ElectronicsGadgetITScienceTechnology

The Office in 2023: Top Workforce Trends Shaping 2023

Image: Getty Images/iStockphoto

Over the past two years, there have been many changes in the way we work. In 2020, the pandemic forced many to work from home, but in 2021 big resignation Workers have shown they are not afraid to jump ship for better opportunities.

While companies are playing a tug-of-war with their employees over return-to-office policies this year, they are also competing for the best tech talent. In particular, employers are finding creative ways to adjust their hiring strategies to attract and retain talent in talent pools that have shrunk over the past two years.

With economic uncertainty looming large into 2023, ZDNET examines how these trends will shape the workplace over the next 12 months.

Retention through skill improvement

In 2023, workers can expect employers to invest more in training and upskilling programs to equip them with the skills they need. Jamie Kohn, his director of research at Gartner HR, says companies should consider upskilling in-house to fill the growing talent shortage.

“Companies are focusing more on their internal labor market and are looking at ways to recruit and position top talent into more needed positions. It’s very important to consider the program, Cohn told ZDNET.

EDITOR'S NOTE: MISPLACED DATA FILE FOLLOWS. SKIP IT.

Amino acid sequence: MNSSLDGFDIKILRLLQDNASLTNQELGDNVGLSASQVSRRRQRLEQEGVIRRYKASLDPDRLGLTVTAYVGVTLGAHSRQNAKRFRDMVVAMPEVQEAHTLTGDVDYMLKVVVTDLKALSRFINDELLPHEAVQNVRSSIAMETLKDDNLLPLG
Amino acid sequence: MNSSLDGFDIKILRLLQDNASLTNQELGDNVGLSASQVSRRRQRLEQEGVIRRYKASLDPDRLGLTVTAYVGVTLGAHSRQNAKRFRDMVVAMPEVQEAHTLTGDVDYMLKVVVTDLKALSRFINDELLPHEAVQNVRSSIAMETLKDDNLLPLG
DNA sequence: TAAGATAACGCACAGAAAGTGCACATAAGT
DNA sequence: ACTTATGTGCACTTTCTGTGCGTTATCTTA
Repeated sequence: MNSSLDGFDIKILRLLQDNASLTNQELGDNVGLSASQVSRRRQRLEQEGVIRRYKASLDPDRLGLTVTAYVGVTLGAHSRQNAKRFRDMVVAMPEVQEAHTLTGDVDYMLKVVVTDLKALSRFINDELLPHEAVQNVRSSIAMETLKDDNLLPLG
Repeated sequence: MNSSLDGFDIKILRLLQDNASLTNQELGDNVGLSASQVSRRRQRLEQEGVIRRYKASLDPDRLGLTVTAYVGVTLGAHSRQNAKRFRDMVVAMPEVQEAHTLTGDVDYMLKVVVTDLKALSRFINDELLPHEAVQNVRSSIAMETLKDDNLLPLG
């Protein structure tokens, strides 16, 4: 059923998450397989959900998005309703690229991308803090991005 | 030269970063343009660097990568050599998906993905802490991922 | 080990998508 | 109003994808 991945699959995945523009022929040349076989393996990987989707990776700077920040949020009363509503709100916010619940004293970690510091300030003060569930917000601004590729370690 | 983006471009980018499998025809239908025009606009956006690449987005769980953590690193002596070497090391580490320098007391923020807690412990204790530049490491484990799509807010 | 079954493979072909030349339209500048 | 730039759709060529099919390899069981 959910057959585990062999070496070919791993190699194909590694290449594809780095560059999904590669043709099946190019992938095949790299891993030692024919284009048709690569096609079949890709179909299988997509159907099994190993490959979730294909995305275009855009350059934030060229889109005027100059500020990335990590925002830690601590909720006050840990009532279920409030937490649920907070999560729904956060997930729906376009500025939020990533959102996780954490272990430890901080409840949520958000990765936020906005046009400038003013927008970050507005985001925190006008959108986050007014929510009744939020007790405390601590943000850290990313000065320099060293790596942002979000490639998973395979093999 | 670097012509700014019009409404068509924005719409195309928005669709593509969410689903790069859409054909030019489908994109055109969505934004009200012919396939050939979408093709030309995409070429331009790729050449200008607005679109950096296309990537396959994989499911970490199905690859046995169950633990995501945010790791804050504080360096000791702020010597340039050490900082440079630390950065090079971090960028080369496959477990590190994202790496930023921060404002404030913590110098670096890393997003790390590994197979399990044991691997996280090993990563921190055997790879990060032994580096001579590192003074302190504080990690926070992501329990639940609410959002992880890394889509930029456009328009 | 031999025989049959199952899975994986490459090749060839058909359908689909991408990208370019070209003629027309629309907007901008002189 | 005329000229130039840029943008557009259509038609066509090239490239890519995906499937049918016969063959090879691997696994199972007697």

According to Kohn, employees want to learn skills that will help them in their current jobs and careers. Career development and growth opportunities are an integral part of retaining employees, she says. “People want to grow beyond their role. They think about growing throughout their career. , you will lose people.”

Opportunities to learn new skills on the job are very important to employees, with 83% of employees citing improving skills as a top priority for the next year. Recent research by Amazon and Workplace Intelligence.

The same survey found that 74% of employees would be willing to leave their current job due to lack of options for skill building and career mobility.

Also: Employers are fixated on the wrong thing when it comes to tackling skills shortages

Dan Schawbel, Managing Partner at Workplace Intelligence, said:

“Companies that recognize this and offer higher levels of support, from more time for skills development during the workday to better learning benefits and programs, will stay ahead in the ongoing talent war. prize.”

Hybrid and remote work aren’t going anywhere

Despite many companies encouraging employees to return to the office, employees We haven’t given up on hybrid and remote workAnd with a recession that threatens to push the cost of living even higher, workers don’t want to spend extra money About gas, lunch and morning macchiato.

Paul Silverglate, vice chairman of Deloitte’s U.S. technology sector, said companies that haven’t fully embraced remote or hybrid work will cite the recession to justify a return-to-office policy next year. increase. Meanwhile, companies that have embraced new ways of working will find solutions to continue and improve their hybrid and remote work policies.